Israel braced for further suicide attacks

As relations between Israel and the Palestinians deteriorate in the wake of the suicide bomb in Tel Aviv, the head of Israeli military intelligence said yesterday that he expected further suicide attacks because the Palestinian security services were not co-operating with Israeli intelligence.

General Moshe Yahalon, the head of Israeli military intelligence, said that at a series of meetings the Palestinian security forces had said they were "conditioning co-operation" on political concessions by Israel. He said that Hamas, Islamic Jihad and other militant organisations believed they still had a "green light" from Yasser Arafat, the Palestinian leader, to make further attacks.

Amid signs that security cooperation between Israel and the Palestinian leadership was breaking down - having survived four suicide bombs last year - General Amnon Lipkin-Shahak, the Israeli chief of staff, said that Jibril Rajoub, the head of Palestinian security on the West Bank, was in practice fomenting riots in Hebron and Bethlehem, while nominally trying to suppress them.

Gen Yahalon said in a briefing last night that Palestinian security would only act against Hamas if ordered to do so by Mr Arafat. This order had yet to come. He said that at meetings with militant leaders after his return from the US on 9 March, Mr Arafat had given the impression that he would not object to military action against Israel.

The allegations of non-cooperation by Palestinian security contradict earlier state- ments by other Israeli ministers that they were co-operating closely with Mr Rajoub.

As Israelis waited yesterday to see if there would be other bombs, the three women killed on Friday, Yael Gilad, 32, Anat Winter-Rosen, 31, and Michal Avrahami, 32, were buried in Tel Aviv. Meanwhile, the Israeli Cabinet was expected to suspend peace talks with the Palestinian Authority. These were already largely terminated by the Palestinians after Israel decided to build a Jewish settlement at Har Homa. David Bar-Ilan, the government's head of communications, said Israel wanted Mr Arafat to take tougher security measures. "Until we see some movement at this level there will be no talks," he said.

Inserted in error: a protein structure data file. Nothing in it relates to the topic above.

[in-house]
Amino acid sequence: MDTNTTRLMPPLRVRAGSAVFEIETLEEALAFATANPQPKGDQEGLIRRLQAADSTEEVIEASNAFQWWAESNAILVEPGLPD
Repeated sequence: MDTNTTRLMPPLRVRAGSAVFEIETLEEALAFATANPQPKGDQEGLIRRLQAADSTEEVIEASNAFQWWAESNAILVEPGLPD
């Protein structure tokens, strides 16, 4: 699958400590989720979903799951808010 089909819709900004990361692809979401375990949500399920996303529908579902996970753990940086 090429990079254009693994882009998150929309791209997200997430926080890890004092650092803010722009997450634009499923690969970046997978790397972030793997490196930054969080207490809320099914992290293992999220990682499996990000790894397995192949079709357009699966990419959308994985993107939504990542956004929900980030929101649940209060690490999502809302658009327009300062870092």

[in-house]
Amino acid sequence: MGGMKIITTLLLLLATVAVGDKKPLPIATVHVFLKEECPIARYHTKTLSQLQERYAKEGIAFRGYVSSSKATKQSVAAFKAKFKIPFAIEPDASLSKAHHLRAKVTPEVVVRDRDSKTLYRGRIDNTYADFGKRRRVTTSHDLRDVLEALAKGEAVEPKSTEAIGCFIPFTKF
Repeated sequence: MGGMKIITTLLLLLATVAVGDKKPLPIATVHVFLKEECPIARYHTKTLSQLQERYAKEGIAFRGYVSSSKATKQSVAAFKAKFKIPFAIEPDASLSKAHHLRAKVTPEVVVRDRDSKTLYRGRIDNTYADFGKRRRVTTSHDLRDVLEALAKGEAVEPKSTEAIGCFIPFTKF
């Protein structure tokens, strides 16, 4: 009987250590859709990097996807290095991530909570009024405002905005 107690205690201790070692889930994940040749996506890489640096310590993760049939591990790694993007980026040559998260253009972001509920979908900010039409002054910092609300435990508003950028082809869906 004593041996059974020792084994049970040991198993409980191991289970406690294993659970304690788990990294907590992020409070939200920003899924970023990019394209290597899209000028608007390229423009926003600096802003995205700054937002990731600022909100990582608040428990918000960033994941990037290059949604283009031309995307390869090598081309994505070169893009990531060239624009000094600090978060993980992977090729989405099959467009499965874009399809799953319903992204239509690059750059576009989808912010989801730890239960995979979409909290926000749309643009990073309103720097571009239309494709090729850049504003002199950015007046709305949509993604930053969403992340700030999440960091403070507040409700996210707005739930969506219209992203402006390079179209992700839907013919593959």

There was a third day of rioting in Hebron, where Israeli troops and Palestinian security men were trying to stop stone-throwing boys attacking a settlement of 400 Jews in the city centre. In Bethlehem two Palestinians were shot and wounded by border guards when they ran away from a checkpoint.

Among those Israel wants arrested is Ibrahim Maqademeh, the Hamas leader recently released from jail, who told a rally of several thousand Hamas supporters in Khan Younis in Gaza on the day of the bombing that holy warriors "should blow up enemies of Allah to stop the bulldozers of Netayahu." Speaking of Har Homa, Mr Arafat, who is attending a conference of 54 Islamic states in Pakistan, said: "We were surprised by the Israeli decision to isolate and Judaise Jerusalem."

Gen Yahalon said Israel, having withdrawn from parts of Gaza and the West Bank, needed the co-operation of Palestinian intelligence. Mr Arafat's most powerful card has always been security co-operation and, if Israeli allegations are true, he has decided to show that Israel cannot do without it. Earlier, Avigdor Kahalani, the Internal Security Minister, made a surprisingly optimistic statement after meeting Jibril Rajoub, the head of Palestinian Preventive Security on the West Bank, saying: "There is going to be an open line between Jibril Rajoub and my office and even myself."

Mahmoud Abed el Kader Ranimat, 28, the suicide bomb-er, had a different background from previous bombers and may have been chosen for this reason, to lull suspicions. Living in the village of Zurif, near Hebron, he was a father of four and had a regular job. Previous bombers have been younger, unemployed and unmarried.

People who knew the bomber said he was "a quiet guy", known to be a supporter of Hamas, but not very active. He had been arrested four times since the start of the Palestinian intifada in 1987. He had worked in the kitchens of restaurants in Rishon Lezion on the outskirts of Tel Aviv and slept in one of them on the night before he took the bus to Tel Aviv to blow himself up.

Moshe Zanzuri, the owner of the Formaggio restaurant in Rishon Lezion, was arrested during the weekend for questioning about Ranimat, who used to work for him.

It is unclear whether Ranimat was one of 57,000 Palestinians from Gaza and the West Bank with a permit to work in Israel, or one of tens of thousands of illegal workers.

Meanwhile, Israeli security services are now seeking to demolish Ranimat's house in Zurif village, where a 24-hour curfew has been imposed.

Suggested Topics
PROMOTED VIDEO
Have you tried new the Independent Digital Edition apps?
News
ebooksAn evocation of the conflict through the eyes of those who lived through it
News